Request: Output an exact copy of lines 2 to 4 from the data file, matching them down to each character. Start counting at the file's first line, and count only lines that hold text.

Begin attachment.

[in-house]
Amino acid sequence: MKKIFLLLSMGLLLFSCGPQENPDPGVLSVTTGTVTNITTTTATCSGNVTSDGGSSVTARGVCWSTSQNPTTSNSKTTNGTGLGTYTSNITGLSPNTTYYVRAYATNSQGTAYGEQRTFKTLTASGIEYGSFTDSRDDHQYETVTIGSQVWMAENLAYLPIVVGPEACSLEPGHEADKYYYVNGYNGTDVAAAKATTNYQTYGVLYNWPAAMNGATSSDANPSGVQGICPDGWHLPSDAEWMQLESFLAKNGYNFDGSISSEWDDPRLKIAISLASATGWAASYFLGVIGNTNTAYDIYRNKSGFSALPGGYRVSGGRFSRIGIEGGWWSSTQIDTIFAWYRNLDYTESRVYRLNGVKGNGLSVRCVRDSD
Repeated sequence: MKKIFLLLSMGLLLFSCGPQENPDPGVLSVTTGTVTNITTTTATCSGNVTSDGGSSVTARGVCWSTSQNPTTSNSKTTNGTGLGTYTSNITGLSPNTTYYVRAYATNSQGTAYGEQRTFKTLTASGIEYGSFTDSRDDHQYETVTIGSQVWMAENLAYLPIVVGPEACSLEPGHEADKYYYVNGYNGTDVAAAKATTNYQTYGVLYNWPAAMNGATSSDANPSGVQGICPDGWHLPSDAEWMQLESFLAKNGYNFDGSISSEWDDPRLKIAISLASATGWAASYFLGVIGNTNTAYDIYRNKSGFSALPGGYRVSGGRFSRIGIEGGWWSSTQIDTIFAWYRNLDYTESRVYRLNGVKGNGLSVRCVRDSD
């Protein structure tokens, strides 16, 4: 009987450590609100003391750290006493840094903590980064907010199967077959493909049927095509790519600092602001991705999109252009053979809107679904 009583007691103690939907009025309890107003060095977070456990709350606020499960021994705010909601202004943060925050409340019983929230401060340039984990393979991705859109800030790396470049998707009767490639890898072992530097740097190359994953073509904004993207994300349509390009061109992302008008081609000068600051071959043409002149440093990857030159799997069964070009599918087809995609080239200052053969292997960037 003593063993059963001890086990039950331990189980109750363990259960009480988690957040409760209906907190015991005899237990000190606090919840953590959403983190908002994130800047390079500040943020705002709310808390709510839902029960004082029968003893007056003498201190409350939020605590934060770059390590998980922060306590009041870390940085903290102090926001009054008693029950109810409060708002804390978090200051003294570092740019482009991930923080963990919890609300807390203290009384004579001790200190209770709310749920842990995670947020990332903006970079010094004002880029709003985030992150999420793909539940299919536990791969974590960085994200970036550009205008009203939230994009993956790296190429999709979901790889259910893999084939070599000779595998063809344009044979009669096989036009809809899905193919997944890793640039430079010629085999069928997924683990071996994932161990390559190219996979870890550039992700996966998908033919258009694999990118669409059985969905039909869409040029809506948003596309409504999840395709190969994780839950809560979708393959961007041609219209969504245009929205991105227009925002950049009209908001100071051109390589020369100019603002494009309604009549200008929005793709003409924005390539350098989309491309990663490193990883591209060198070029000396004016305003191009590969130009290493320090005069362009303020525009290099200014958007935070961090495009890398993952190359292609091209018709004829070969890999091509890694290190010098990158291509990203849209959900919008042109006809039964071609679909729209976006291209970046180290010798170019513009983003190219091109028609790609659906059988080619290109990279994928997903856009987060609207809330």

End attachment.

Amino acid sequence: MKKIFLLLSMGLLLFSCGPQENPDPGVLSVTTGTVTNITTTTATCSGNVTSDGGSSVTARGVCWSTSQNPTTSNSKTTNGTGLGTYTSNITGLSPNTTYYVRAYATNSQGTAYGEQRTFKTLTASGIEYGSFTDSRDDHQYETVTIGSQVWMAENLAYLPIVVGPEACSLEPGHEADKYYYVNGYNGTDVAAAKATTNYQTYGVLYNWPAAMNGATSSDANPSGVQGICPDGWHLPSDAEWMQLESFLAKNGYNFDGSISSEWDDPRLKIAISLASATGWAASYFLGVIGNTNTAYDIYRNKSGFSALPGGYRVSGGRFSRIGIEGGWWSSTQIDTIFAWYRNLDYTESRVYRLNGVKGNGLSVRCVRDSD
Repeated sequence: MKKIFLLLSMGLLLFSCGPQENPDPGVLSVTTGTVTNITTTTATCSGNVTSDGGSSVTARGVCWSTSQNPTTSNSKTTNGTGLGTYTSNITGLSPNTTYYVRAYATNSQGTAYGEQRTFKTLTASGIEYGSFTDSRDDHQYETVTIGSQVWMAENLAYLPIVVGPEACSLEPGHEADKYYYVNGYNGTDVAAAKATTNYQTYGVLYNWPAAMNGATSSDANPSGVQGICPDGWHLPSDAEWMQLESFLAKNGYNFDGSISSEWDDPRLKIAISLASATGWAASYFLGVIGNTNTAYDIYRNKSGFSALPGGYRVSGGRFSRIGIEGGWWSSTQIDTIFAWYRNLDYTESRVYRLNGVKGNGLSVRCVRDSD
């Protein structure tokens, strides 16, 4: 009987450590609100003391750290006493840094903590980064907010199967077959493909049927095509790519600092602001991705999109252009053979809107679904 009583007691103690939907009025309890107003060095977070456990709350606020499960021994705010909601202004943060925050409340019983929230401060340039984990393979991705859109800030790396470049998707009767490639890898072992530097740097190359994953073509904004993207994300349509390009061109992302008008081609000068600051071959043409002149440093990857030159799997069964070009599918087809995609080239200052053969292997960037 003593063993059963001890086990039950331990189980109750363990259960009480988690957040409760209906907190015991005899237990000190606090919840953590959403983190908002994130800047390079500040943020705002709310808390709510839902029960004082029968003893007056003498201190409350939020605590934060770059390590998980922060306590009041870390940085903290102090926001009054008693029950109810409060708002804390978090200051003294570092740019482009991930923080963990919890609300807390203290009384004579001790200190209770709310749920842990995670947020990332903006970079010094004002880029709003985030992150999420793909539940299919536990791969974590960085994200970036550009205008009203939230994009993956790296190429999709979901790889259910893999084939070599000779595998063809344009044979009669096989036009809809899905193919997944890793640039430079010629085999069928997924683990071996994932161990390559190219996979870890550039992700996966998908033919258009694999990118669409059985969905039909869409040029809506948003596309409504999840395709190969994780839950809560979708393959961007041609219209969504245009929205991105227009925002950049009209908001100071051109390589020369100019603002494009309604009549200008929005793709003409924005390539350098989309491309990663490193990883591209060198070029000396004016305003191009590969130009290493320090005069362009303020525009290099200014958007935070961090495009890398993952190359292609091209018709004829070969890999091509890694290190010098990158291509990203849209959900919008042109006809039964071609679909729209976006291209970046180290010798170019513009983003190219091109028609790609659906059988080619290109990279994928997903856009987060609207809330």